Today's Veterinary Practice

NOV-DEC 2018

Today's Veterinary Practice provides comprehensive information to keep every small animal practitioner up to date on companion animal medicine and surgery as well as practice building and management.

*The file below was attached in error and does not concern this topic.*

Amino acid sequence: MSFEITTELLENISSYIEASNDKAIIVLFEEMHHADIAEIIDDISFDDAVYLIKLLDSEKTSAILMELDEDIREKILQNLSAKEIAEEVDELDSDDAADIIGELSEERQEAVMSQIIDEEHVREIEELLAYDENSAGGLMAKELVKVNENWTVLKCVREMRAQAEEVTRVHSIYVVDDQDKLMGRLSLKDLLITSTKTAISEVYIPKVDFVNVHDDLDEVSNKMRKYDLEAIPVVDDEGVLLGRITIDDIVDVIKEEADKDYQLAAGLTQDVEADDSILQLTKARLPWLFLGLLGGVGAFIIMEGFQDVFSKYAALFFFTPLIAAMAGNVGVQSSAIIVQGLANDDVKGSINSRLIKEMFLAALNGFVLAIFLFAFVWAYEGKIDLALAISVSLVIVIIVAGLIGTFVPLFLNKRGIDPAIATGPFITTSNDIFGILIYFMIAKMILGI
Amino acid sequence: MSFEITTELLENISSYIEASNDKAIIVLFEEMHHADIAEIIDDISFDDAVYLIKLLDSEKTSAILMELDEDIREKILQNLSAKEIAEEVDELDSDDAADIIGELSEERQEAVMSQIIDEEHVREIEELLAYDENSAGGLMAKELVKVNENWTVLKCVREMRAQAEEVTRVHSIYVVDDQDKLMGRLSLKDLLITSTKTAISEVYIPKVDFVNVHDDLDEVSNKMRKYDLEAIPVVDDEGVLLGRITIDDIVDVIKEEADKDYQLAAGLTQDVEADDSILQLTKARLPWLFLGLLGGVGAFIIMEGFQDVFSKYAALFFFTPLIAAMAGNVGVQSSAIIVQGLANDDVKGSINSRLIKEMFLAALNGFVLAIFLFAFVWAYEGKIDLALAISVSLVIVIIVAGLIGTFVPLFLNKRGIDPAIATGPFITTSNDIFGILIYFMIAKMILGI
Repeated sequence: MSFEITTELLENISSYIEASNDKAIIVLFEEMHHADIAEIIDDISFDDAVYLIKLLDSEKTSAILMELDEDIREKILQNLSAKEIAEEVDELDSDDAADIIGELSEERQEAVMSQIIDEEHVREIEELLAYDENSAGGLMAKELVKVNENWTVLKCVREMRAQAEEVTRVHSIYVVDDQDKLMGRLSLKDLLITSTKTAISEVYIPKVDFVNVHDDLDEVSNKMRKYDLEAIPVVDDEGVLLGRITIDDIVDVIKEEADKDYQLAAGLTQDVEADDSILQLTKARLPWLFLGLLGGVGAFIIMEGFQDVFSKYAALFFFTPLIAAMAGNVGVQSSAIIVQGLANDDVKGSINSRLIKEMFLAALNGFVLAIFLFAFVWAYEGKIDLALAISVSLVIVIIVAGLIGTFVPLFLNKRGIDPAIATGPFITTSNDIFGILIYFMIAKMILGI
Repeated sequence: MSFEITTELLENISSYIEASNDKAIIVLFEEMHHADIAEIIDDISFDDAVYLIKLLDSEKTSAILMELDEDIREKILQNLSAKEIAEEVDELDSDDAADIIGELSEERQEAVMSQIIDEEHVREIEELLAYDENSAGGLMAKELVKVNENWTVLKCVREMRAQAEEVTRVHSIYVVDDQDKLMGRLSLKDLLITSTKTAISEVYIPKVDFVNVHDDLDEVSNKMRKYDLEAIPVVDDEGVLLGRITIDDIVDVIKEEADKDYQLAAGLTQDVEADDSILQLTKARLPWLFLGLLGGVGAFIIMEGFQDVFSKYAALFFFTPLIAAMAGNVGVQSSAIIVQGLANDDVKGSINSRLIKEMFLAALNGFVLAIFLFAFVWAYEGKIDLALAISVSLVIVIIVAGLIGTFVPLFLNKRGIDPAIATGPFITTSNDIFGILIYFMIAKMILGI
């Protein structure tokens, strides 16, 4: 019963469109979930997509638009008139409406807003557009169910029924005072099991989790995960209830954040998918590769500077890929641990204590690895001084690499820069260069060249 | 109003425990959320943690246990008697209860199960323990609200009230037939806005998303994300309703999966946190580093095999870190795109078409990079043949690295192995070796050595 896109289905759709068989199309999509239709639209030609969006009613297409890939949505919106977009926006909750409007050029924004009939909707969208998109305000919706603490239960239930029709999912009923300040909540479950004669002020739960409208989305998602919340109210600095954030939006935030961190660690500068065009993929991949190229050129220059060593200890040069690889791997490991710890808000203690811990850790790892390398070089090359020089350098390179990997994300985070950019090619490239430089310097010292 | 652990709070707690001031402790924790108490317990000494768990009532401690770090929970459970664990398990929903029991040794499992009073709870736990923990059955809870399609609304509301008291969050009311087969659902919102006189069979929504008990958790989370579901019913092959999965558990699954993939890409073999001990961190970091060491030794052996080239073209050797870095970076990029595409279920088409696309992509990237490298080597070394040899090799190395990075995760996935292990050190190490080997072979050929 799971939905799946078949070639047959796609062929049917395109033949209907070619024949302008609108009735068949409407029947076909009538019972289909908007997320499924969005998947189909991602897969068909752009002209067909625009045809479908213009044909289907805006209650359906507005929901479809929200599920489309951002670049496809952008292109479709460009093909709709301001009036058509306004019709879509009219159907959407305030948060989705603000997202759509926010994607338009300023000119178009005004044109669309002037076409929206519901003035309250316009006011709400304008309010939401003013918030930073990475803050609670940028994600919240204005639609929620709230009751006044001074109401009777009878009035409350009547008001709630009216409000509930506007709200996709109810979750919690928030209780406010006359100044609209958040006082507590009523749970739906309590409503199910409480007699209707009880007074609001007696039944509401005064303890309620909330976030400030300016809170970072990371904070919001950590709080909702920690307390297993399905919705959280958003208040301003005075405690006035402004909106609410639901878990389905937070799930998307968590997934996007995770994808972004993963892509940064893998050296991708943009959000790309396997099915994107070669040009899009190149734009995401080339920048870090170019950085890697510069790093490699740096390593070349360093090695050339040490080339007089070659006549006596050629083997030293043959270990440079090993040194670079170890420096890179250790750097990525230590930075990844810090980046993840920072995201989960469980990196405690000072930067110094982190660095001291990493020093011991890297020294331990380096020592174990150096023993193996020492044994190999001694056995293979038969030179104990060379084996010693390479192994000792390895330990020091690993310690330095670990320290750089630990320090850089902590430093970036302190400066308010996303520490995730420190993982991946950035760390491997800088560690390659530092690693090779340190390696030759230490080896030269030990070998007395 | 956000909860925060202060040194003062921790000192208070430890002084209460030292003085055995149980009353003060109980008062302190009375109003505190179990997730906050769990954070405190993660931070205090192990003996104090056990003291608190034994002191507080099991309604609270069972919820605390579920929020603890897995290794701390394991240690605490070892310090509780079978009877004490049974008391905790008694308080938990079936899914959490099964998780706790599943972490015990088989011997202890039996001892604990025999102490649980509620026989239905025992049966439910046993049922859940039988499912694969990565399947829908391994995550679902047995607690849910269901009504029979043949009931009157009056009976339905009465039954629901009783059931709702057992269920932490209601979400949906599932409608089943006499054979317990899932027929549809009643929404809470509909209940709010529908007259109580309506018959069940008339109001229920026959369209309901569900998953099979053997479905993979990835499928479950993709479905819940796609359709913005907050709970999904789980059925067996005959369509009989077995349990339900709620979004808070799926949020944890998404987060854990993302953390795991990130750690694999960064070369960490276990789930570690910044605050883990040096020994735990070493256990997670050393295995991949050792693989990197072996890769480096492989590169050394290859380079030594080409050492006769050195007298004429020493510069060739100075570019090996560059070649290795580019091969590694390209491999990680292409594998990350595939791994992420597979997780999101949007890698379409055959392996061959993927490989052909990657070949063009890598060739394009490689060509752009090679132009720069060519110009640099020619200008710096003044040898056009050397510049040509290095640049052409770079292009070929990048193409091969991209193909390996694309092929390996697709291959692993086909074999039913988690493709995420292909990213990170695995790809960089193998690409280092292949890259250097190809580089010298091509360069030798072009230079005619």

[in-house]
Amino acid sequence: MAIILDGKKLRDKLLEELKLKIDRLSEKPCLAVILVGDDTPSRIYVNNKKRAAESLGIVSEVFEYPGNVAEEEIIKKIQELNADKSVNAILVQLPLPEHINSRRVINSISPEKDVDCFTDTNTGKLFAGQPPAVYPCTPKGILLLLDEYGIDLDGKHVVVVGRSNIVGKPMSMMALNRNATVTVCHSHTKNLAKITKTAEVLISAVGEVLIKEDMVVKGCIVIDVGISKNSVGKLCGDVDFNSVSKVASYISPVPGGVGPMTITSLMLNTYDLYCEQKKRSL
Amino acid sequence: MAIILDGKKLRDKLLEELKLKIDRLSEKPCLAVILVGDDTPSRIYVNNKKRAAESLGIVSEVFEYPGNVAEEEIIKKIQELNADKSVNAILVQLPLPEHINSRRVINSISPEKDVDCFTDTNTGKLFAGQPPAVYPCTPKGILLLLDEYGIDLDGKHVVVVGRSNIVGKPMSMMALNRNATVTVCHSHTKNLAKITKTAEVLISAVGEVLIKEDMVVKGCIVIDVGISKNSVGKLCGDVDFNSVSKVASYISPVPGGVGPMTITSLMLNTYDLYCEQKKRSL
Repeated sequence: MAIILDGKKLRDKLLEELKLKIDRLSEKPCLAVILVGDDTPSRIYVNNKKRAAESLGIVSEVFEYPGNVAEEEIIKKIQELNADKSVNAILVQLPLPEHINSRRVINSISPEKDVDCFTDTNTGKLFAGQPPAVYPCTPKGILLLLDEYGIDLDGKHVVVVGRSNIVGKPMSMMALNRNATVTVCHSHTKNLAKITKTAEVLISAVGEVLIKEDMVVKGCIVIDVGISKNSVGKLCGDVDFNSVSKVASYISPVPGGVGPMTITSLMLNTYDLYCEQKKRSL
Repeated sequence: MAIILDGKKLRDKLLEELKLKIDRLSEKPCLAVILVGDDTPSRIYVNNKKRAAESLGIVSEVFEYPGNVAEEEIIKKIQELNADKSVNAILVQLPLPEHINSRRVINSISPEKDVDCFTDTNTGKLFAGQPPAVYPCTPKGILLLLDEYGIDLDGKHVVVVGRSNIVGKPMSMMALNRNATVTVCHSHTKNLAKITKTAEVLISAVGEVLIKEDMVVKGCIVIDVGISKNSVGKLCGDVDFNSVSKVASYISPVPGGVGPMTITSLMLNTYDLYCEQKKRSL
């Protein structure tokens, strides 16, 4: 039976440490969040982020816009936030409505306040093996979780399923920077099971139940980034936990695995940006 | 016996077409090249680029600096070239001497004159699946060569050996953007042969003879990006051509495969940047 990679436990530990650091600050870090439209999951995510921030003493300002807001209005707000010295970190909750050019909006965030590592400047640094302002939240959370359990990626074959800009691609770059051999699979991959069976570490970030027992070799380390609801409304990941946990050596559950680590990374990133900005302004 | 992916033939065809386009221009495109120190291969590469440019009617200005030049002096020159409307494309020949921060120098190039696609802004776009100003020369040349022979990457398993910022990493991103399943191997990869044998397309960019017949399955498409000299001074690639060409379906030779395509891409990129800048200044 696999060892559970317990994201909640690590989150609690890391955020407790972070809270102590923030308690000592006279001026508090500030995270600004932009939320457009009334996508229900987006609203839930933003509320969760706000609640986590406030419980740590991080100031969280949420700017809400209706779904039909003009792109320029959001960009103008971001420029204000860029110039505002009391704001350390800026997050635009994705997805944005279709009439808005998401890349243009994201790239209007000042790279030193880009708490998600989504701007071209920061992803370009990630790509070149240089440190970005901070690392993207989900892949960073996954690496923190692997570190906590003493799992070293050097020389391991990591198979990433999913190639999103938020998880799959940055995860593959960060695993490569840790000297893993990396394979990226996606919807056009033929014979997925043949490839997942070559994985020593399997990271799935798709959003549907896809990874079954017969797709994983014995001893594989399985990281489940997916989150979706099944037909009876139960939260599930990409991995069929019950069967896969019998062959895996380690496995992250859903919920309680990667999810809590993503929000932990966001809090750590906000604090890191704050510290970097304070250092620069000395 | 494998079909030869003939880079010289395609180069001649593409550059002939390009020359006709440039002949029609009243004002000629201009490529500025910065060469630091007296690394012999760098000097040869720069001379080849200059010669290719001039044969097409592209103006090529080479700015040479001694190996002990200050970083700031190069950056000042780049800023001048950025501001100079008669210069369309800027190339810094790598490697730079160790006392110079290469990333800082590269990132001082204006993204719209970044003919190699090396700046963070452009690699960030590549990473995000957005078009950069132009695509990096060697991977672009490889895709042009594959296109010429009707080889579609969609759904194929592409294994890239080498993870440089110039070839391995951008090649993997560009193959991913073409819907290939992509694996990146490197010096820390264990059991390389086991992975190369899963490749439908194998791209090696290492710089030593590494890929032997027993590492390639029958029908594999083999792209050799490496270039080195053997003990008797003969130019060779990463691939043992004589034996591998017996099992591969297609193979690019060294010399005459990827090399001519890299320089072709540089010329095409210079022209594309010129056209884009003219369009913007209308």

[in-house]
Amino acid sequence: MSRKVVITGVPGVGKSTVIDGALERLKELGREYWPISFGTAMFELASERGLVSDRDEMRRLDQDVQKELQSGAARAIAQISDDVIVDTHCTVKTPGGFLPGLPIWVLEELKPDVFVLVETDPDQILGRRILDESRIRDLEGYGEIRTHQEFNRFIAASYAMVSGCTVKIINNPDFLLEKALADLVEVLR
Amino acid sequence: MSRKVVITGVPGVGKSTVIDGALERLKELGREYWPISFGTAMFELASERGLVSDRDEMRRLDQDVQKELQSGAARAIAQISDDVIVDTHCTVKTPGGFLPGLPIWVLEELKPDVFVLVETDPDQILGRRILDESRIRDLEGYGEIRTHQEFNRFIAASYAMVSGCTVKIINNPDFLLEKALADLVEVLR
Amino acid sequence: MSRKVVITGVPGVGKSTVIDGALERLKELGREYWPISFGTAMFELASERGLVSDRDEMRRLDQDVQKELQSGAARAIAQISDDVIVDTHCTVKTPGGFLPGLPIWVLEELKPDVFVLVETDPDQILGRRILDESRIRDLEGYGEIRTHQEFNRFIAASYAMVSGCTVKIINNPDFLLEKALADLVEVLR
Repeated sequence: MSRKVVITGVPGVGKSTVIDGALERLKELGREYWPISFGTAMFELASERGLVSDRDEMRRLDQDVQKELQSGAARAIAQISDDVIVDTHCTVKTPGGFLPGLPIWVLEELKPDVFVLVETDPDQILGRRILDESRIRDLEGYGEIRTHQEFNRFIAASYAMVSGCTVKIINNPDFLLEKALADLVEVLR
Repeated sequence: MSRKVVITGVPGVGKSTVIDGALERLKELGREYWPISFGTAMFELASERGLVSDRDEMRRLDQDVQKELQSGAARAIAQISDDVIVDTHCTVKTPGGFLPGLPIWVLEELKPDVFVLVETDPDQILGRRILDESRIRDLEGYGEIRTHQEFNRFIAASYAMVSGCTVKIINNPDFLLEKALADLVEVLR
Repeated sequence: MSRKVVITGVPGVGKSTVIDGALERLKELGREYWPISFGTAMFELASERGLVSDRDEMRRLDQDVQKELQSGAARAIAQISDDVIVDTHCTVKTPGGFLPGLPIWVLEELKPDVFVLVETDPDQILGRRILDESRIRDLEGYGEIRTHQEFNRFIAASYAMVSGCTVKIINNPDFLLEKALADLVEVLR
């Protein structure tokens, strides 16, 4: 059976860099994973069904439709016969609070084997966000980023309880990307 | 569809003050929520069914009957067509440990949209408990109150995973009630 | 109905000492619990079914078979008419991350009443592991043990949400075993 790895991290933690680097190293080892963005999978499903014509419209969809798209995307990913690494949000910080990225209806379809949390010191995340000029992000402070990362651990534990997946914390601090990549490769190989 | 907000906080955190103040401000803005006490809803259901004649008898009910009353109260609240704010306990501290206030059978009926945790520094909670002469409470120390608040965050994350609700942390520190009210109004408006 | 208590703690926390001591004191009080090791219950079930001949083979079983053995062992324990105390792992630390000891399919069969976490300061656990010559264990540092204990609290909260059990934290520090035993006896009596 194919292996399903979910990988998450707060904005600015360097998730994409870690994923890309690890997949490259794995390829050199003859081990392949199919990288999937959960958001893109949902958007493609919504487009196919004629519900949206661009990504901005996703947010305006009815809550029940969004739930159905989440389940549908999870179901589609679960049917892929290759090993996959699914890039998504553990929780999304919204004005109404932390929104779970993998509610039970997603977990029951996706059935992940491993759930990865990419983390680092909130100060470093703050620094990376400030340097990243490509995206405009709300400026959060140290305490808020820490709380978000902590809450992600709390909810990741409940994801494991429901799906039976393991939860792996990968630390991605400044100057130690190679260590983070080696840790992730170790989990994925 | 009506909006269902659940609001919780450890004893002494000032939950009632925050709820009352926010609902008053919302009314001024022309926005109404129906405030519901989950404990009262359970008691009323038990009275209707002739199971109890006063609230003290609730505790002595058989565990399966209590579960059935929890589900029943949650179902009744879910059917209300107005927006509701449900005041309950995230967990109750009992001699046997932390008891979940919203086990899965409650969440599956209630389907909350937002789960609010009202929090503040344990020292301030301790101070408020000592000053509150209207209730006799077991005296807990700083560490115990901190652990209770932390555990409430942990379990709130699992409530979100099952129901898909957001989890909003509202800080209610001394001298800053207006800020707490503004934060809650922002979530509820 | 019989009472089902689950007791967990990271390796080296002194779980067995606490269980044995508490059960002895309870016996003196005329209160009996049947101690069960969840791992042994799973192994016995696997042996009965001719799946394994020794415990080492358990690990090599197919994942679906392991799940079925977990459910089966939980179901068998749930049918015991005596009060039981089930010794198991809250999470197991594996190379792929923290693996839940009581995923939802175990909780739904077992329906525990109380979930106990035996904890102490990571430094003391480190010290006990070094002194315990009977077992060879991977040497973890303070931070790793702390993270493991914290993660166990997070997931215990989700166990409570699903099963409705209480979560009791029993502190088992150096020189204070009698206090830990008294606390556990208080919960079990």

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68 NOVEMBER/DECEMBER 2018 PEER REVIEWED REVIEWED PEER Hypervitaminosis A is a nutritional disorder, an overload of vitamin A, which in reptiles can be iatrogenically induced by injection of vitamin A to reptiles suspected of having hypovitaminosis A. 1-3 Vitamin A is a fat-soluble vitamin, meaning that it dissolves in fats and oils, and is a major part of commercially prepared diets. Vitamin A supplements are often given presumptively to reptiles because hypovitaminosis A is a known nutritional problem that often results from unbalanced diets. 2,4 The safe dose for vitamin A administration is 5000- 10,000 IU/kg, and a toxic dose is roughly 100 times higher (50,000 to 100,000 IU/kg). 1,2 The risk for overdosing can be decreased by administering vitamin A in an oral, rather than injectable, formulation. 3 However, hypervitaminosis A can still be induced, even when a "safe dose" of supplement is given as an injection and an increased amount of vitamin A is consumed as part of the diet for a prolonged period. 2 Vitamin A plays an important role in maintaining normal epithelial tissues and is vital for vision, growth, reproduction, and immune function; it is stored in the liver. 2 Excess levels of vitamin A (i.e., toxicity) overwhelm the hepatic function and storage capabilities and lead to tissue damage, which then is clinically seen initially as dry, flaky skin. 1,4 Herbivorous reptiles typically do not experience vitamin A deficiency because of their plant-based diet and their ability to synthesize vitamin A. 1,2 Plants, which contain vitamin A precursors called carotenoids (beta-carotene, lutein, and canthaxanthin are the most essential), include leafy greens, orange and yellow vegetables, and fruits. 2 However, some reptiles, such as carnivorous turtles and other carnivorous reptiles (e.g., box turtles), are not able to synthesize beta-carotene well. In reptiles, conversion occurs in the intestines or liver, where it is later stored. 4 Vitamin A toxicity from dietary intake is unlikely to occur in herbivorous reptiles. For omnivorous or carnivorous reptiles, a diet including liver can cause dietary hypervitaminosis. SIGNALMENT Reptiles typically affected by this disease are carnivorous or omnivorous tortoises, such as box turtles and aquatic turtles. 1 There is no age or sex predisposition. PRESENTATION In reptiles, the clinical signs of hypervitaminosis A are typically manifested in the skin. 2 The signs are dry, scaly skin; skin ulceration and/or sloughing to various degrees; depression; lethargy; anorexia; weight loss; and/or dehydration ( FIGURES 1 AND 2 ). 1-3 Hypervitaminosis A in Reptiles Joerg Mayer, DABVP, DACZM/ECZM Joyce Huang, BSFR, University of Georgia, Athens, Georgia MANAGEMENT STRATEGIES Leonova AVOID OVERSUPPLEMENTING The key to preventing hypervitaminosis A is to ensure reptiles are fed a well-balanced diet.

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